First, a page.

Cancer Society's New Nutrition and Physical Activity Guidelines
sak2 at cdc.gov
Fri Mar 15 12:17:46 PST 2002
Please pardon the cross-posting.
Hello. Below is the press release by the American Cancer Society about
their revised nutrition and physical activity guidelines. The guidelines
are published in the March/April issue of their journal "CA: A Cancer
Journal for Clinicians." This journal appears to allow full-text
downloading of articles. Please see the website
http://www.freemedicaljournals.com/ and search for the journal by title
using the lefthand menu option C-H. Follow the prompts until you reach the
Byers T, Nestle M, McTeirnan A, et al. American Cancer Society Guidelines on
Nutrition and Physical Activity for Cancer Prevention: Reducing the Risk of
Cancer with Healthy Food Choices and Physical Activity. CA Cancer J Clin
sak2 at cdc.gov
American Cancer Society
FOR MORE INFORMATION, CONTACT:
American Cancer Society
Phone: (404) 417-5850
Email: shawn.steward at cancer.org
American Cancer Society Releases
New Nutrition and Physical Activity Guidelines;
Recommendations Urge More Physical Activity, Community Action
ATLANTA - February 28, 2002 - The American Cancer Society, the
nation’s largest voluntary health organization, announced today the release
of its new Nutrition and Physical Activity Guidelines for Cancer Prevention.
The new guidelines place more emphasis on the importance of physical
activity for both youth and adults, and provide a first-time recommendation
for communities to play a role in improving the health of their residents.
“People planning to make changes in their diet and looking to adopt
a healthier lifestyle should be sure to also include a strong commitment to
regular physical activity,” said Tim Byers, MD, MPH, professor, Preventive
Medicine at the University of Colorado Health Science Center and national
volunteer for the American Cancer Society. “These healthier behaviors are
made easier if governments, worksites, schools and neighborhoods help
facilitate them and provide access to the resources people need.”
According to the Society, nearly one-third of the more than 500,000
annual U.S. cancer deaths are attributable to diet and physical activity
habits. The Society‘s newest guidelines, similar to earlier versions, stress
adopting a diet with a wide variety of healthy foods that are primarily
plant-based. They advise eating five or more daily servings of vegetables
and fruits and recommend eating whole grains over refined grains for more
nutrients and fiber. In addition, based on evidence that cancer risk is
influenced by the type of fat consumed, rather than simply the total amount,
the guidelines recommend limiting the intake of foods high in saturated fat.
The new guidelines also urge people to limit their consumption of alcohol if
they drink at all, and to lose weight if overweight or obese.
“Maintaining a healthy weight is important to reduce cancer risk.
The most healthful way for people to do this is to make healthy dietary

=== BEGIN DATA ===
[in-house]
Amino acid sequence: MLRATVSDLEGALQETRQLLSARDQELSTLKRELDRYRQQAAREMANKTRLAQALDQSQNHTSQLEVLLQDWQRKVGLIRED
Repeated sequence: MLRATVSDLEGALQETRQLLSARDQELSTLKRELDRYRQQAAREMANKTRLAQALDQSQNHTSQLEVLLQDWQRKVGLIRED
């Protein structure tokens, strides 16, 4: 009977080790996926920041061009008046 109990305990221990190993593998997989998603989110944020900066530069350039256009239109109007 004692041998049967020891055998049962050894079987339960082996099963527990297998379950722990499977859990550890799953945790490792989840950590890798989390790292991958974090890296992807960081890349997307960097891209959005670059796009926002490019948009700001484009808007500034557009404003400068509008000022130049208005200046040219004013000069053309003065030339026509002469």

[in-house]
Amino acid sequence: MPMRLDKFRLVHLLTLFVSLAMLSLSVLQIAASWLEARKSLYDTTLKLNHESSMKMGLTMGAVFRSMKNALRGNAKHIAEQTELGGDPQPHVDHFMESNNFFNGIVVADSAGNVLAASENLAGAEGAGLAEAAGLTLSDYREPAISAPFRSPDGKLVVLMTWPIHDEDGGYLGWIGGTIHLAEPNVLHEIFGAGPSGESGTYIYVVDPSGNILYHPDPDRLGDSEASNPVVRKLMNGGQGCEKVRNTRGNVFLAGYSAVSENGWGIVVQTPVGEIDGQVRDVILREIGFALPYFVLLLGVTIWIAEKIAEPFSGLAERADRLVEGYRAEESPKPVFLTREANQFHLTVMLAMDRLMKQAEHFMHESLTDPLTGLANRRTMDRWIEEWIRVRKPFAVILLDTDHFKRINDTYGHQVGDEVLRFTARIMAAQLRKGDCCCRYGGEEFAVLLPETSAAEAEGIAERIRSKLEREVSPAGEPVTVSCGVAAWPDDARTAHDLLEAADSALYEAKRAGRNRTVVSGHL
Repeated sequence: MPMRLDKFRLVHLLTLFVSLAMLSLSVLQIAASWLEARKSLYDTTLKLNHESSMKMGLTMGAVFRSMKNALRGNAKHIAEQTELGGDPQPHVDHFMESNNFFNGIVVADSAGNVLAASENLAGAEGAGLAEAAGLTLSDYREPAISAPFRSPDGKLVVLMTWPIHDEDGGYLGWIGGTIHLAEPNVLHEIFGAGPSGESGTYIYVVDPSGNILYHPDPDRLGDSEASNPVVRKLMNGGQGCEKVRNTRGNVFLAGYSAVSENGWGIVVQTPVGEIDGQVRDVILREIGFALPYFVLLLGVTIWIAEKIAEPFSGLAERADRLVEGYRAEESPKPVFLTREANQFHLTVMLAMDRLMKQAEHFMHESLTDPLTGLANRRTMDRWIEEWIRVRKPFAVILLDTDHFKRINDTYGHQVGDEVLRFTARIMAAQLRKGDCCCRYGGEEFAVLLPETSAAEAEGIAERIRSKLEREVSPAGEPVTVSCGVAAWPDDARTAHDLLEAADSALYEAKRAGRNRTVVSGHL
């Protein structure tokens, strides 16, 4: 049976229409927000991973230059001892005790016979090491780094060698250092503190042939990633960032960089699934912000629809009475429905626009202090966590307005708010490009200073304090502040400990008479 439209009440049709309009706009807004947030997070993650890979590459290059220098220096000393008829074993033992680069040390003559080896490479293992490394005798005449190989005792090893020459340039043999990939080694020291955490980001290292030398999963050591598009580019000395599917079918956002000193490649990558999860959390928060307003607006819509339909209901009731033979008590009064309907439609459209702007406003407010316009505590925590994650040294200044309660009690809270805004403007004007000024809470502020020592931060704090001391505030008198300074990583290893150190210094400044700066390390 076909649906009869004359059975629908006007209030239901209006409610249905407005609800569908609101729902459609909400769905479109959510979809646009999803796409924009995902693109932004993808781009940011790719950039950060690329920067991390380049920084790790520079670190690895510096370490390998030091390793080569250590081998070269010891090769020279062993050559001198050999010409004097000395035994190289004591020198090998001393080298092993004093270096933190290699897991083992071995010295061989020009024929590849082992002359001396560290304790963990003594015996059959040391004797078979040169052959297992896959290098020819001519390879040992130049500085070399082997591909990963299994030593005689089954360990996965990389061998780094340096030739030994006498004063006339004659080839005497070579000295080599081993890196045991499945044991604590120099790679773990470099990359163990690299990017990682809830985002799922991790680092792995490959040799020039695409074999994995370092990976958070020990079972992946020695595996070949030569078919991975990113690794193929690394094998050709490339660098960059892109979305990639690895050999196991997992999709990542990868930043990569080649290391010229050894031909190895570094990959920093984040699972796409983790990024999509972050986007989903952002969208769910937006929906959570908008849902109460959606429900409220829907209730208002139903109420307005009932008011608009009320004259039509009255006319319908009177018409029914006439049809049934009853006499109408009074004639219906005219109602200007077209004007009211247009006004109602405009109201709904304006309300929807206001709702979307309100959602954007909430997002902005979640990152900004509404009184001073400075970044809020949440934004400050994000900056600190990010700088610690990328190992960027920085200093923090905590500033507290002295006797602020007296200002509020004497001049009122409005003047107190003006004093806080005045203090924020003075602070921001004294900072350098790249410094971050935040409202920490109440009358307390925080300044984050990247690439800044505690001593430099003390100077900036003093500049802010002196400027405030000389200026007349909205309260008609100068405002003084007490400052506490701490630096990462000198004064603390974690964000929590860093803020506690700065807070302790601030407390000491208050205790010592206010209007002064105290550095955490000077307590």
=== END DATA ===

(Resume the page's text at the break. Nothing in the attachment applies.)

choices and to increase their level of physical activity,” said Byers.
Physical activity affects cancer risk indirectly, through its role in
helping to prevent overweight and obesity, and also plays a more direct
role. For example, with colon cancer, physical activity accelerates the
movement of food through the digestive system, which reduces the time that
the lining of the bowel is exposed to potentially cancer-causing substances.
Physical activity’s likely role in breast cancer risk reduction is that it
decreases the amount of exposure of breast tissue to circulating estrogen.
“Based on this evidence, we encourage people to be active for at
least thirty minutes on five or more days of the week,” Byers said. “And
children and teens need to be active at least an hour every day.”
New to this edition of the Society’s guidelines are recommendations
for changes in communities, workplaces and schools to ensure that Americans
have opportunities to be physically active and eat healthfully.
“Physical education in schools, zoning and urban planning to provide
and promote activity, worksite policies and programs that support activity
are examples of issues that are critical if people are going to be
successful in changing their lifestyles for the better over the long-term,”
said Colleen Doyle, MS, RD, director of nutrition and physical activity for
the American Cancer Society.
Every five years, the Society works with experts in the fields of
nutrition, physical activity and cancer prevention to review current
scientific evidence and develop recommendations that reflect the best of
what is known about the relationship between diet, activity and cancer risk.
For information about the guidelines, and to obtain a copy of
“Living Smart,” the American Cancer Society’s guide to eating healthy and
being active, call toll-free 1-800-ACS-2345 or visit the American Cancer
Society website at www.cancer.org.
The American Cancer Society is the nationwide community-based
voluntary health organization dedicated to eliminating cancer as a major
health problem by preventing cancer, saving lives and diminishing suffering
from cancer, through research, education, advocacy and service.
More information about the PHNUTR-L